But componentization goes far beyond allowing users to select what gets installed, especially when you do it right, as Microsoft appears to be with Longhorn. With this release, Windows is being broken down into several logical building blocks, which will give Microsoft and its partners a myriad of new functionality when creating various Windows versions. At the lowest level is what Myers calls the "base OS" component, or MinWin, which is about 95 percent of the total Longhorn code base. This base OS component is completely language independent and is a subset of all of the editions of Longhorn Microsoft will create. Thus, Microsoft and its hardware partners will be able to use this base OS to create actual Longhorn editions (referred to as Longhorn "SKUs" after a retailing term); at this time it appears that IT administrators (and individuals, naturally), will not be able to perform this feat, but will rather license specific Windows SKUs and go from there.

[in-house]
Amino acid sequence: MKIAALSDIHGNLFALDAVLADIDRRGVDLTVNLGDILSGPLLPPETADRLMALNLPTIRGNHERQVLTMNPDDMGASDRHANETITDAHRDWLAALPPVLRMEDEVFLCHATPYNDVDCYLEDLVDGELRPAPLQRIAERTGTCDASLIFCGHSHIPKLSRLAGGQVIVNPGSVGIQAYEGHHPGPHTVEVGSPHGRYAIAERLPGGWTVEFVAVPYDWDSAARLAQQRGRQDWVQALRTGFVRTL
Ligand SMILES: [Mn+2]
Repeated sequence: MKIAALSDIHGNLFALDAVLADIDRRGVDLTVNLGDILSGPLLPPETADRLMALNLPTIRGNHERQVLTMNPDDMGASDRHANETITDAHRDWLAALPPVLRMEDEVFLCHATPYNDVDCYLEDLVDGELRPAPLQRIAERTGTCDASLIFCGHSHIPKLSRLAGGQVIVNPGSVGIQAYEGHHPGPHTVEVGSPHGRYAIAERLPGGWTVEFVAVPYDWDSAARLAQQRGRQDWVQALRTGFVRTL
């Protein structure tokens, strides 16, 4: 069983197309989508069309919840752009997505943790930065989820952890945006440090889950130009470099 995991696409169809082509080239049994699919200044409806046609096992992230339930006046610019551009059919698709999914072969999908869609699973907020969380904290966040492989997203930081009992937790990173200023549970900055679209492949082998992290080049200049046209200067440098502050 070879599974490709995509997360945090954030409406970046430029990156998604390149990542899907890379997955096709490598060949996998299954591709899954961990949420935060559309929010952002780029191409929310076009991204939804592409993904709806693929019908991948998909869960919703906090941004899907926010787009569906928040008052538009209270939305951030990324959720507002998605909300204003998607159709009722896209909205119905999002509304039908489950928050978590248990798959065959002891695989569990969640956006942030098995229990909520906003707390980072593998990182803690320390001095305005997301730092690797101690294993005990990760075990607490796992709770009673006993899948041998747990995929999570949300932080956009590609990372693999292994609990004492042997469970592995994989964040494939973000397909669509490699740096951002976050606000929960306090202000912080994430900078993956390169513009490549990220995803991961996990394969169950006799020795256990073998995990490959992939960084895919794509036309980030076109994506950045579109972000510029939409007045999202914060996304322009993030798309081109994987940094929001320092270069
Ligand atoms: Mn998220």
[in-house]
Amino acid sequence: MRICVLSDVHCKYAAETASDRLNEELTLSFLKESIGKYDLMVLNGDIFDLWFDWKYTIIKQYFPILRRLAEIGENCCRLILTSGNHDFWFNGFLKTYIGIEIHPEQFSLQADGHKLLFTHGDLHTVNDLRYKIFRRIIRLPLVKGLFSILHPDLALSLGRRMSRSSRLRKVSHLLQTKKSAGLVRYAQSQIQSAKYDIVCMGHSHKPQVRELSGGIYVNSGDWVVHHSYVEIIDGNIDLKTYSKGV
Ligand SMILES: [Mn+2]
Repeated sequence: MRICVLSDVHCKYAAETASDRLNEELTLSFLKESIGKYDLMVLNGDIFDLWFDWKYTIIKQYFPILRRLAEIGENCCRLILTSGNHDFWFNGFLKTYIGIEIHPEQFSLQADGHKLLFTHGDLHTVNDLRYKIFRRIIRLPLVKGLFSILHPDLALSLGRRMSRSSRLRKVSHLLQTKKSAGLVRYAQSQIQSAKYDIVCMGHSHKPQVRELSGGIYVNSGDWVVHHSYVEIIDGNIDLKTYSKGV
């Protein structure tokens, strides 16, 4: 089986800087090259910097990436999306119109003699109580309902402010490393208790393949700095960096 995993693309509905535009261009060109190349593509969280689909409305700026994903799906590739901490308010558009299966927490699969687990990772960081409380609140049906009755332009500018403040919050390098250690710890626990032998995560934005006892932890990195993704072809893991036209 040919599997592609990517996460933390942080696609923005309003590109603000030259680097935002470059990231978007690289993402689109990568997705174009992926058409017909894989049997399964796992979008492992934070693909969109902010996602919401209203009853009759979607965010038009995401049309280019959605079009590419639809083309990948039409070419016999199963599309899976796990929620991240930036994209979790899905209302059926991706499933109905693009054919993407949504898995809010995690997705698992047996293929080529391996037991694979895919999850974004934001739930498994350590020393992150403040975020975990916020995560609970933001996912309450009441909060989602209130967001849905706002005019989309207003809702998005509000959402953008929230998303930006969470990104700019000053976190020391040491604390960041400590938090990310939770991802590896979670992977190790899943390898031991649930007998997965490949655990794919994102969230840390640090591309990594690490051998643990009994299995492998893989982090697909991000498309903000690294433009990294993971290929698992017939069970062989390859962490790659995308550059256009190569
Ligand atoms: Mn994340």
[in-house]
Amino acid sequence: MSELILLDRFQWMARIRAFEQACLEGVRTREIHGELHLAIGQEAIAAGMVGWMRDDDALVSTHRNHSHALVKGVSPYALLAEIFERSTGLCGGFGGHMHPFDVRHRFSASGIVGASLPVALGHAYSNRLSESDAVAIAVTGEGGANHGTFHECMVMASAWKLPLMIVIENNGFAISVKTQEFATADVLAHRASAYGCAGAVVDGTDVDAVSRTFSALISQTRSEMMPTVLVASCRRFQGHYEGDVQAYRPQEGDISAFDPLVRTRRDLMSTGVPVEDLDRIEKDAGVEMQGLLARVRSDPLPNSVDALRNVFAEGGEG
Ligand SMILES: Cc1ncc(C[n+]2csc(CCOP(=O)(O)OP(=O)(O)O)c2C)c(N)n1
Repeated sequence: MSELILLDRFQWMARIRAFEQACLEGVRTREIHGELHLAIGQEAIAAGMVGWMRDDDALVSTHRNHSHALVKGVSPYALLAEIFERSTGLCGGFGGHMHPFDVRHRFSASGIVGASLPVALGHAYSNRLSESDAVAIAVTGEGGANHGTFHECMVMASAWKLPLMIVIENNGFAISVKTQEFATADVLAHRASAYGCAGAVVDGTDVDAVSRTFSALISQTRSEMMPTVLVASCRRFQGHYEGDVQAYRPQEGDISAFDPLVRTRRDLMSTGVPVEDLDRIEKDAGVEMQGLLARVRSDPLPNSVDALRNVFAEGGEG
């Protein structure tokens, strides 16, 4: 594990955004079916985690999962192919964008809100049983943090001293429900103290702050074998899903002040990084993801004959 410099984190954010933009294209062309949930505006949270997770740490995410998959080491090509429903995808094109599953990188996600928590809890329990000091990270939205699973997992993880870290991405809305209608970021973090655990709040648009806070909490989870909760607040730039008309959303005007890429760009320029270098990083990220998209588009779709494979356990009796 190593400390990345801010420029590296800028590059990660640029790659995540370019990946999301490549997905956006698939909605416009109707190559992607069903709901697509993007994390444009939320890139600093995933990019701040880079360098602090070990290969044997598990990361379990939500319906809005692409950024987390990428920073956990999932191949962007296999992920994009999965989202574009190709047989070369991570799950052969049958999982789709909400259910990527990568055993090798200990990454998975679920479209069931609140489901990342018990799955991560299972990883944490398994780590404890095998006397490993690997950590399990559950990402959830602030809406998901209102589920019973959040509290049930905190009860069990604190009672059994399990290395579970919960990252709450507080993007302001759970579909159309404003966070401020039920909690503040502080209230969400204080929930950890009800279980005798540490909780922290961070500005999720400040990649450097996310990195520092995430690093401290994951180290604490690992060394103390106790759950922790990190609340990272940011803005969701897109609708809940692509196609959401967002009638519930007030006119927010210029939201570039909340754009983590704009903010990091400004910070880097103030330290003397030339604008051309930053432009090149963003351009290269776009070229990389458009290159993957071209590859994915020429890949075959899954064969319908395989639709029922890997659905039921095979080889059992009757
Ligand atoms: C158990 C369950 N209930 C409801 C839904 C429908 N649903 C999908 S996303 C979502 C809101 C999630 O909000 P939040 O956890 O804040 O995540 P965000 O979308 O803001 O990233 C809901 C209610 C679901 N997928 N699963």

To create Windows Longhorn SKU #1, for example, which is called XP Home Edition today (though the name will likely change, I'm told), Microsoft or a hardware partner simply has to add the "Home" component to the base OS and--voila!--Longhorn SKU # 1 is created. To create Longhorn SKU #2--what we call XP Professional Edition today (though, again, that name will likely change)--one simply adds the Professional component to the base OS (SKU #2 contains everything in SKU #1 plus SKU #2-specific features); Because SKU #2 is a true superset of SKU #1, it actually builds off SKU #1 from a logical standpoint. This is, of course, the case with XP Home and Pro today as well.